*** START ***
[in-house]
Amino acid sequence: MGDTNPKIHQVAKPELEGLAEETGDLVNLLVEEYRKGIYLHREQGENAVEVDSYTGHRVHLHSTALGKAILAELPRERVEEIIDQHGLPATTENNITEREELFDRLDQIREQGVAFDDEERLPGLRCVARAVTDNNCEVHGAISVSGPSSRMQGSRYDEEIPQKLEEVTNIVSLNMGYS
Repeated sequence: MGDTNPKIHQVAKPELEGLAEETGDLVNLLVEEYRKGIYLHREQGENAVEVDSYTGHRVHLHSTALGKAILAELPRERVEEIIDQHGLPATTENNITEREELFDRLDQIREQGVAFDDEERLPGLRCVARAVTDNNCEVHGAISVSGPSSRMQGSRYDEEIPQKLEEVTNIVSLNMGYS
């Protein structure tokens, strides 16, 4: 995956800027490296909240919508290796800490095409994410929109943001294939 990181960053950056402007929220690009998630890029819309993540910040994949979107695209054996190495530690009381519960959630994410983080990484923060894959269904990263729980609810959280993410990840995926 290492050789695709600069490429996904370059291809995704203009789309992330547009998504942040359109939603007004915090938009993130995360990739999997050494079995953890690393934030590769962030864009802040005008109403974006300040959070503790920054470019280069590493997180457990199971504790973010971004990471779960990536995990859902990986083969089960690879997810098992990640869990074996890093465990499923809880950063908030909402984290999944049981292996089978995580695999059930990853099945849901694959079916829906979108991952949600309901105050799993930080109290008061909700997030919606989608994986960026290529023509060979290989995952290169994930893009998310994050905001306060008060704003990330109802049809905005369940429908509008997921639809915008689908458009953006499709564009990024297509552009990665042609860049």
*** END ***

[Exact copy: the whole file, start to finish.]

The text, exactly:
[in-house]
Amino acid sequence: MGDTNPKIHQVAKPELEGLAEETGDLVNLLVEEYRKGIYLHREQGENAVEVDSYTGHRVHLHSTALGKAILAELPRERVEEIIDQHGLPATTENNITEREELFDRLDQIREQGVAFDDEERLPGLRCVARAVTDNNCEVHGAISVSGPSSRMQGSRYDEEIPQKLEEVTNIVSLNMGYS
Repeated sequence: MGDTNPKIHQVAKPELEGLAEETGDLVNLLVEEYRKGIYLHREQGENAVEVDSYTGHRVHLHSTALGKAILAELPRERVEEIIDQHGLPATTENNITEREELFDRLDQIREQGVAFDDEERLPGLRCVARAVTDNNCEVHGAISVSGPSSRMQGSRYDEEIPQKLEEVTNIVSLNMGYS
């Protein structure tokens, strides 16, 4: 995956800027490296909240919508290796800490095409994410929109943001294939 990181960053950056402007929220690009998630890029819309993540910040994949979107695209054996190495530690009381519960959630994410983080990484923060894959269904990263729980609810959280993410990840995926 290492050789695709600069490429996904370059291809995704203009789309992330547009998504942040359109939603007004915090938009993130995360990739999997050494079995953890690393934030590769962030864009802040005008109403974006300040959070503790920054470019280069590493997180457990199971504790973010971004990471779960990536995990859902990986083969089960690879997810098992990640869990074996890093465990499923809880950063908030909402984290999944049981292996089978995580695999059930990853099945849901694959079916829906979108991952949600309901105050799993930080109290008061909700997030919606989608994986960026290529023509060979290989995952290169994930893009998310994050905001306060008060704003990330109802049809905005369940429908509008997921639809915008689908458009953006499709564009990024297509552009990665042609860049």